TAM Royal University of Fine Arts of Cambodia / Khmer Opera Ramayana

Royal University of Fine Arts of Cambodia / Khmer Opera Ramayana September 29, 2001

On September 29, 2001 ten musicians and performers from the Royal University of Fine Arts of Cambodia came to Radio Free Asia and recorded the Khmer Opera Ramayana which they were presenting at Washington DC's Kennedy Center for the Performing Arts. The RFA recording session resulted in a preservation of the opera in its entirety which, were divided into divided into tracks.

The Khmer Opera Ramayana is based on the ancient Hindu poem of the same title. For the past two thousand years the epic Hindu poem Ramayana has been among the important literary and oral texts of South Asia. The Ramayana tells of the birth and education of Rama, a prince and the seventh incarnation of the god Vishnu, and recounts his winning of the hand of Sita in marriage. Displaced as rightful heir to his father's throne, Rama goes into exile, accompanied by Sita and by his brother Lakshmana. Sita is carried off by the demon king Ravana. With the aid of the monkey general Hanuman and an army of monkeys and bears, Rama, after a long search, slays Ravana and rescues Sita. Rama regains his throne and rules wisely.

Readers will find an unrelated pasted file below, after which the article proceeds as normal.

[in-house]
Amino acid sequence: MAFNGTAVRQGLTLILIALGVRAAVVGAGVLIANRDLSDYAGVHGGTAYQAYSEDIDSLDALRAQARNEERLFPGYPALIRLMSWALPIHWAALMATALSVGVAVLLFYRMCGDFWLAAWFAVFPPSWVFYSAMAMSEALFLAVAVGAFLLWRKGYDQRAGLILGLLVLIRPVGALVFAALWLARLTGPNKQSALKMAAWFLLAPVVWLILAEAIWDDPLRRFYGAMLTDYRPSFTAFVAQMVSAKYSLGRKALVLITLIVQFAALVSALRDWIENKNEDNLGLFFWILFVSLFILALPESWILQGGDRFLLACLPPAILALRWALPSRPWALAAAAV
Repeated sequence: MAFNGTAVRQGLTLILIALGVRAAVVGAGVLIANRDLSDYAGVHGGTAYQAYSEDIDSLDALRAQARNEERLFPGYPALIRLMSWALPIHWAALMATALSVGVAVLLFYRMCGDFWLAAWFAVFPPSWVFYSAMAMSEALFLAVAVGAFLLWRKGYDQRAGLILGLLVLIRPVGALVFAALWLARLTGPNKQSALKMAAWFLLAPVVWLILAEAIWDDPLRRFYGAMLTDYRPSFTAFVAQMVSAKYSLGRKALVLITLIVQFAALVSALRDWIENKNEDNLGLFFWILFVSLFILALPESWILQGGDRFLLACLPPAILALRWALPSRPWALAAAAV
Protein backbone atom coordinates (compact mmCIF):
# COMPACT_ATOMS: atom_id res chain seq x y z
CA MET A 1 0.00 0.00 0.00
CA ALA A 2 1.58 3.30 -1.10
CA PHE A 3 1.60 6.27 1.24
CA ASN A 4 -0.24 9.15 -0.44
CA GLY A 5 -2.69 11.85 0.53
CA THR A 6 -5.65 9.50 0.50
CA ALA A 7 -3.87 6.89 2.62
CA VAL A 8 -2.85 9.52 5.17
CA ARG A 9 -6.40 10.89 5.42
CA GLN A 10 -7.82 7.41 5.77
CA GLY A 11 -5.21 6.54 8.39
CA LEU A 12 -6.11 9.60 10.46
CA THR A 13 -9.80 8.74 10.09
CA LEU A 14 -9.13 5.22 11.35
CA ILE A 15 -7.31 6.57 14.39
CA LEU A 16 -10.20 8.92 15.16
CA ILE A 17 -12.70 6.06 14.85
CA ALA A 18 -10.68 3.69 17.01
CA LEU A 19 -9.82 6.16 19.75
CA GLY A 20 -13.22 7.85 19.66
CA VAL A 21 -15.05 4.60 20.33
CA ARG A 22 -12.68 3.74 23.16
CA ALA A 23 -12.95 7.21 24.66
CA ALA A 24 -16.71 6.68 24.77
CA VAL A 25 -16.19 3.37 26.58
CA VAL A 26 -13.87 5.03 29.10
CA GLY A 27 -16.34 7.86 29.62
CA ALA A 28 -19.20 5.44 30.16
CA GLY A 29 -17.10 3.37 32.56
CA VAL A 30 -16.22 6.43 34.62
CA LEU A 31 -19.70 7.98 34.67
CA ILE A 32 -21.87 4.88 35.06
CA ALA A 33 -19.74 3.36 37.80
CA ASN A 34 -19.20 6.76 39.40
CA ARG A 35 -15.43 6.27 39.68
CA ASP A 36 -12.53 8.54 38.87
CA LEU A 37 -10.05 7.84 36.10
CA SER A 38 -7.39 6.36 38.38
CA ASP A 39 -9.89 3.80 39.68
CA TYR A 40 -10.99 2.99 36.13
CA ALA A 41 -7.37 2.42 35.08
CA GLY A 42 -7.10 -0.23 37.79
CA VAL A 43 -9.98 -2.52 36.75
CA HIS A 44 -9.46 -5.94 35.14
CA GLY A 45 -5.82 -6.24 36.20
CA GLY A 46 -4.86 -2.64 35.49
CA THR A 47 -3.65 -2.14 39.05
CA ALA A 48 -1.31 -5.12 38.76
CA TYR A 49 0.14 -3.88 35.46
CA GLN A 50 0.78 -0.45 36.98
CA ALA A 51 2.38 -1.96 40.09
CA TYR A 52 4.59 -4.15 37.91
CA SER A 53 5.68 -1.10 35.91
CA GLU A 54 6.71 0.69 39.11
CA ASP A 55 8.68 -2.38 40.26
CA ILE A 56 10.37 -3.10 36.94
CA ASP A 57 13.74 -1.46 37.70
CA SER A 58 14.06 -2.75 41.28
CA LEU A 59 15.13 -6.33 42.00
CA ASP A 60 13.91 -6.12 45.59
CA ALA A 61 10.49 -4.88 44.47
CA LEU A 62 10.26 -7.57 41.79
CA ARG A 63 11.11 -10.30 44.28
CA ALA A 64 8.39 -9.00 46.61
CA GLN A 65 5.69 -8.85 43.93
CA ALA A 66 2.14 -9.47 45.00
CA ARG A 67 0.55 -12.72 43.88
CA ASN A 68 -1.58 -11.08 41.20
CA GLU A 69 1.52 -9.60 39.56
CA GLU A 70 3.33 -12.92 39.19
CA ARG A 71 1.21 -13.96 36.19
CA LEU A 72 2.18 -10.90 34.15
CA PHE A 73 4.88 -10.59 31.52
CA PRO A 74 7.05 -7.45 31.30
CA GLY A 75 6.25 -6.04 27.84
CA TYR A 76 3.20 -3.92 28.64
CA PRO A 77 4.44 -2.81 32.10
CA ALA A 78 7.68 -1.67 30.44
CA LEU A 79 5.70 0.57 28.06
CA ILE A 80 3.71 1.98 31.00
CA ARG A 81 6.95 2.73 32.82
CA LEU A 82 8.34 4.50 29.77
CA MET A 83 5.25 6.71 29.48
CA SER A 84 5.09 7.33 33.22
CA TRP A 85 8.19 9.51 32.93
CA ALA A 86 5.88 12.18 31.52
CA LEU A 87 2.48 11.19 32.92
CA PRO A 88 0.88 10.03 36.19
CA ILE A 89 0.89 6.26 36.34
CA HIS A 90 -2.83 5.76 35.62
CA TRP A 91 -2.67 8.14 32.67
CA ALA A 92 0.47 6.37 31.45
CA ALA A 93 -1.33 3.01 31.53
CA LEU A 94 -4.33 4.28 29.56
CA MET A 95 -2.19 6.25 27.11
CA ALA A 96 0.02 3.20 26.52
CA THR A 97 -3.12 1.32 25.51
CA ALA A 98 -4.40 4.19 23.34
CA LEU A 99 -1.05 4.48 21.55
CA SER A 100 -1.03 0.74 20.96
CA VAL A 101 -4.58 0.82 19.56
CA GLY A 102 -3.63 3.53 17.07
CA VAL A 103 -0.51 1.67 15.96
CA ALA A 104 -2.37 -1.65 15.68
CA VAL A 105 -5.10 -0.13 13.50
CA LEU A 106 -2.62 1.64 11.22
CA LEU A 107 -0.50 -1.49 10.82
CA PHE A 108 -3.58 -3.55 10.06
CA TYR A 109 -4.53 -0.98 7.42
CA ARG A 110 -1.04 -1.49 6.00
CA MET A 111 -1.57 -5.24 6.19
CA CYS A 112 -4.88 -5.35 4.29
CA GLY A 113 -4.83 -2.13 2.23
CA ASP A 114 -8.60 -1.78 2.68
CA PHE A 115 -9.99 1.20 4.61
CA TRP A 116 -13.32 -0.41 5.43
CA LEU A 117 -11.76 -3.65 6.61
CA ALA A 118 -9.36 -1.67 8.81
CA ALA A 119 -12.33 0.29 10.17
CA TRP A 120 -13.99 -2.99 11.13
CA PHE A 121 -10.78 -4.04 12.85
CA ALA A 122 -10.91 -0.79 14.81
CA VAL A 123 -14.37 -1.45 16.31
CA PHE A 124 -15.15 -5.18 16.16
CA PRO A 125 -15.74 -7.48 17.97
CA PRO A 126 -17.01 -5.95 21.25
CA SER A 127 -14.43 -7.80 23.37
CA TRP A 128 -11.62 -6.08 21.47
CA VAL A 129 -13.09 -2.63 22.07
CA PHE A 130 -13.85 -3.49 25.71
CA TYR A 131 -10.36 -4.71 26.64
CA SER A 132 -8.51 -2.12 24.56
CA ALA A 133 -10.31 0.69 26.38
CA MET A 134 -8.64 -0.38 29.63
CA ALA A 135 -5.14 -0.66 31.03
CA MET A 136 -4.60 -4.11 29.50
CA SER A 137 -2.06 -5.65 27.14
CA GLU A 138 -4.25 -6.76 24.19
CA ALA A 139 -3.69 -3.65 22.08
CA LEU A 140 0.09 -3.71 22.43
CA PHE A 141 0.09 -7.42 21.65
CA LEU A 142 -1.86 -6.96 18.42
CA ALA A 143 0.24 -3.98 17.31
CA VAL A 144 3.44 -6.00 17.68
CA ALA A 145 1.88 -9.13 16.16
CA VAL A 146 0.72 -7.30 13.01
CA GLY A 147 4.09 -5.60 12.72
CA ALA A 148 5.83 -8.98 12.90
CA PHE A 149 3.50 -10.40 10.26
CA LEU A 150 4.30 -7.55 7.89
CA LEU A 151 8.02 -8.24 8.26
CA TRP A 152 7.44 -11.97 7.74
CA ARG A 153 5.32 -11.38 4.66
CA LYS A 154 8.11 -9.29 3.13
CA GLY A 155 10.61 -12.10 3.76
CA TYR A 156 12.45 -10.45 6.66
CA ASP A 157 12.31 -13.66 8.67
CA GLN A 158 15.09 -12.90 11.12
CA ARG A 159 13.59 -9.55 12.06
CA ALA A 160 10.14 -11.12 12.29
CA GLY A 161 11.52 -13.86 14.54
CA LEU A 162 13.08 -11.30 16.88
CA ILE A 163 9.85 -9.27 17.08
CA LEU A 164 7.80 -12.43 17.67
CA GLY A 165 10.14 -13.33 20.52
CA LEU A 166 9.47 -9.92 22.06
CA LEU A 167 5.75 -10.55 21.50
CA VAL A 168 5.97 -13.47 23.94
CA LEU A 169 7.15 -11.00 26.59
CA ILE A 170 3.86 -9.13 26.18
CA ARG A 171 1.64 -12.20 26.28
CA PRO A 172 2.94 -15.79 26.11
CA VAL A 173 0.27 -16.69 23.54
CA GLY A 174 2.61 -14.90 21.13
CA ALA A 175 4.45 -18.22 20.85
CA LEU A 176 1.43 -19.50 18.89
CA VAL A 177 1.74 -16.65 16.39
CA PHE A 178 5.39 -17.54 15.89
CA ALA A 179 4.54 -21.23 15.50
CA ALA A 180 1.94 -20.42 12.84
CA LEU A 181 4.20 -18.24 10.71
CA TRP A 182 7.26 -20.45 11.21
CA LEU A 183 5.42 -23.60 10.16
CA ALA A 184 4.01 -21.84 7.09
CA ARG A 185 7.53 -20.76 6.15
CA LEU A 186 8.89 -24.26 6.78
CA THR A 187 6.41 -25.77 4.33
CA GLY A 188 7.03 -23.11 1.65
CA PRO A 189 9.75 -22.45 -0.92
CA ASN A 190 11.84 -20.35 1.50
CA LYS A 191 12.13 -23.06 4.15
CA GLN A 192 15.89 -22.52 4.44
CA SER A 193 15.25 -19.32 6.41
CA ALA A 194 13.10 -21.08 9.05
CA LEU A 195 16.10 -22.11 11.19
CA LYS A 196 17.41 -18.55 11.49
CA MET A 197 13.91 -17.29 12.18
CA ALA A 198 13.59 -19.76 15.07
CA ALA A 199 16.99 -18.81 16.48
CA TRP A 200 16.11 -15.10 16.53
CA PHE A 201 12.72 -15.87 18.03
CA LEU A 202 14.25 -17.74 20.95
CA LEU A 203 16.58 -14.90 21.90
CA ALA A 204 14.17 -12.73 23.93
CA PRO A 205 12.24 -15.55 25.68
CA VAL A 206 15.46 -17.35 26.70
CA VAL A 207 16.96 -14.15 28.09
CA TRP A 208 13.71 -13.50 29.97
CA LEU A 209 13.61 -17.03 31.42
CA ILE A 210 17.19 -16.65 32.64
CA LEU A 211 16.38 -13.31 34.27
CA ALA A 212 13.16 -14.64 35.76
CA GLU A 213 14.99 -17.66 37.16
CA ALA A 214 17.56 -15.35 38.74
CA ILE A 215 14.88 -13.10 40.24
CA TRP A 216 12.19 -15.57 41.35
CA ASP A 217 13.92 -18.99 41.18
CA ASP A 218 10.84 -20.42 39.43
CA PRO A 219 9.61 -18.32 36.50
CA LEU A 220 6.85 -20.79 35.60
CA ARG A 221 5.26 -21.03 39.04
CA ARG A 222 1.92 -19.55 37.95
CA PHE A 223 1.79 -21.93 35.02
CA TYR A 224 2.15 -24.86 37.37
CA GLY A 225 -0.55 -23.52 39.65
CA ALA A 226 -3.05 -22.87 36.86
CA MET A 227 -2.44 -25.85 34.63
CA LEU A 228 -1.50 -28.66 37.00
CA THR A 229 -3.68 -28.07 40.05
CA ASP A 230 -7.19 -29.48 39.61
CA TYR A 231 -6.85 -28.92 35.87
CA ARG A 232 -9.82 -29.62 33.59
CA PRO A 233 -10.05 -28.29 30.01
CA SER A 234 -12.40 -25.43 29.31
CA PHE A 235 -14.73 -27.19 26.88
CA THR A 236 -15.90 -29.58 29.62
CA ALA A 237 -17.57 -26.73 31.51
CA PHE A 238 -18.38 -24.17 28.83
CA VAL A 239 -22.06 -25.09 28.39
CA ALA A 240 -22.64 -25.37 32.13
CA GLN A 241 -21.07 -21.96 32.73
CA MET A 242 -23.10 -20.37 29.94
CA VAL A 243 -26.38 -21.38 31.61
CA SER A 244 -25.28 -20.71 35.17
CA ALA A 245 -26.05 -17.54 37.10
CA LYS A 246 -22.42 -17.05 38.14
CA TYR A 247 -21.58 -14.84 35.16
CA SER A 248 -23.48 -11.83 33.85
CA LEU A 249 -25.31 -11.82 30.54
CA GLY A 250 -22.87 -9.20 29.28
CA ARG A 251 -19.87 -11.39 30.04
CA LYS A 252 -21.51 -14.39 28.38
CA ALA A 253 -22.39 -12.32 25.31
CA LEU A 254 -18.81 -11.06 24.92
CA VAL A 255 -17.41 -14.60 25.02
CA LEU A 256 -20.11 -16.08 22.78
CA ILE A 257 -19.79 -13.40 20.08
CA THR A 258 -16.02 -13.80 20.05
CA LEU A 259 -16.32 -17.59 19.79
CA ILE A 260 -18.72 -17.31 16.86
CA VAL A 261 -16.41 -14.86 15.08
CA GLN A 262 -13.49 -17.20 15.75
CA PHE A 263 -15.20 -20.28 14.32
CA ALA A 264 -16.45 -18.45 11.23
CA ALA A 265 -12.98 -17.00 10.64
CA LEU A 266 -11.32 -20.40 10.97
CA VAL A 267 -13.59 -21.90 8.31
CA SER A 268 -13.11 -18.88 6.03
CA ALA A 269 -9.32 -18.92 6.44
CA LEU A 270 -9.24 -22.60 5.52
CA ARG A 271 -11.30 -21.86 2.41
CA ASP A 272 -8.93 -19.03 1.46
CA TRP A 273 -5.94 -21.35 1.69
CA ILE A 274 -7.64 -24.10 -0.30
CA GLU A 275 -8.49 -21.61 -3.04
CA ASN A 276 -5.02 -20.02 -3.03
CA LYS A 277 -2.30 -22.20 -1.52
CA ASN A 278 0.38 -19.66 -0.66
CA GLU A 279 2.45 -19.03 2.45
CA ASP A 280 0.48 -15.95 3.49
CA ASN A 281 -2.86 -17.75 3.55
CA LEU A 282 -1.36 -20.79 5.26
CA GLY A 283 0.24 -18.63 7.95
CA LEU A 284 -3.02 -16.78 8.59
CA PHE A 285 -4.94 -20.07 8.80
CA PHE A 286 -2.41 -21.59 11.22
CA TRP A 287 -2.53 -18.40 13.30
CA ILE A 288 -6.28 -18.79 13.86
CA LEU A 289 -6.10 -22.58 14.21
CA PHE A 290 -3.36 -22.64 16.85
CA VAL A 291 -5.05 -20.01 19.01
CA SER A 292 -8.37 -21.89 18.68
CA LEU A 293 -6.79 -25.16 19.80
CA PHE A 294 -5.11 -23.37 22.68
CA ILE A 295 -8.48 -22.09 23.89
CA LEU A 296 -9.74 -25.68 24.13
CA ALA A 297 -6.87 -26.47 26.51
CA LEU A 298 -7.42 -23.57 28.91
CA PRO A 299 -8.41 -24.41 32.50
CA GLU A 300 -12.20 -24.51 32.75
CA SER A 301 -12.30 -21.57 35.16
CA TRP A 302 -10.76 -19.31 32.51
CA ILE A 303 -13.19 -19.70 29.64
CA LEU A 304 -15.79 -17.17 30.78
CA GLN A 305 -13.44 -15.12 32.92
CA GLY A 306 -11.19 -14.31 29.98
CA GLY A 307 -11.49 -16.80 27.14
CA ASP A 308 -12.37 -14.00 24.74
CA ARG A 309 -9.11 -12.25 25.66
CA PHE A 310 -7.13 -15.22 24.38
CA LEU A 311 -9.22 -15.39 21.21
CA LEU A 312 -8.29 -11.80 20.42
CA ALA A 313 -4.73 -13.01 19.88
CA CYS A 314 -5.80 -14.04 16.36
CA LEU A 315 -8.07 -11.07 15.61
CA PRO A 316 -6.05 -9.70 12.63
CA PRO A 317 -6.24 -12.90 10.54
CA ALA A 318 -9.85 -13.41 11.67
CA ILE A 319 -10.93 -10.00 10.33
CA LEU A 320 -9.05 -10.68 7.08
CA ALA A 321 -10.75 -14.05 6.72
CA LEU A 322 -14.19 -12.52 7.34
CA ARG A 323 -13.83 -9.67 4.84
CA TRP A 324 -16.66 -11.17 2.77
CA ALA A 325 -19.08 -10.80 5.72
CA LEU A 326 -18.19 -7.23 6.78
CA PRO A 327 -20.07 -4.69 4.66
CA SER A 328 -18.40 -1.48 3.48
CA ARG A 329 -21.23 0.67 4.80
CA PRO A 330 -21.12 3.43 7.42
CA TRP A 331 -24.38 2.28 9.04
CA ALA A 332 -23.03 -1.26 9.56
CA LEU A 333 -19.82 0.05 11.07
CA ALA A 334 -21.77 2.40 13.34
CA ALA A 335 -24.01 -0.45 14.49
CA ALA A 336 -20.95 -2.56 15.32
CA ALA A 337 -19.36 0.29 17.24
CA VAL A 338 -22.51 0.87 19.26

In the operatic retelling of Ramayana the characters play out conflicts of good over evil, of loyalty, bravery, and modesty over greed, cowardice, and dishonor. The Khmer opera portrays the characters as decidedly human. Preah Ream, around whom the tale centers, is recognized as an incarnation of the Hindu god Vishnu, his characteristics and those of the others in the story are interpreted as those of mortals, not of gods.

This complete TAM Session resulted in thirty-nine song tracks which are loaded in the Tam Player below for your preview:

Previous Continuous Play Next

Khmer music is an important aspect of Cambodian life and culture. It is a significant component in religious and traditional ceremonies such as weddings or temple celebrations. Khmer civilization reached its peak during the Angkor period, from the ninth to fifteenth centuries when great monuments were built with elaborate carvings depicting myths, gods and aspects of daily life. The carvings of musical ensembles on bas-reliefs are nearly identical to the ensembles performing in Cambodia today, where virtually every village in Cambodia possesses a music ensemble. This continuity is testimonial to the strength of this ancient tradition.

Click on the download icon above on the right-hand side of this page or click on this Direct Link to download this session's complete flack files.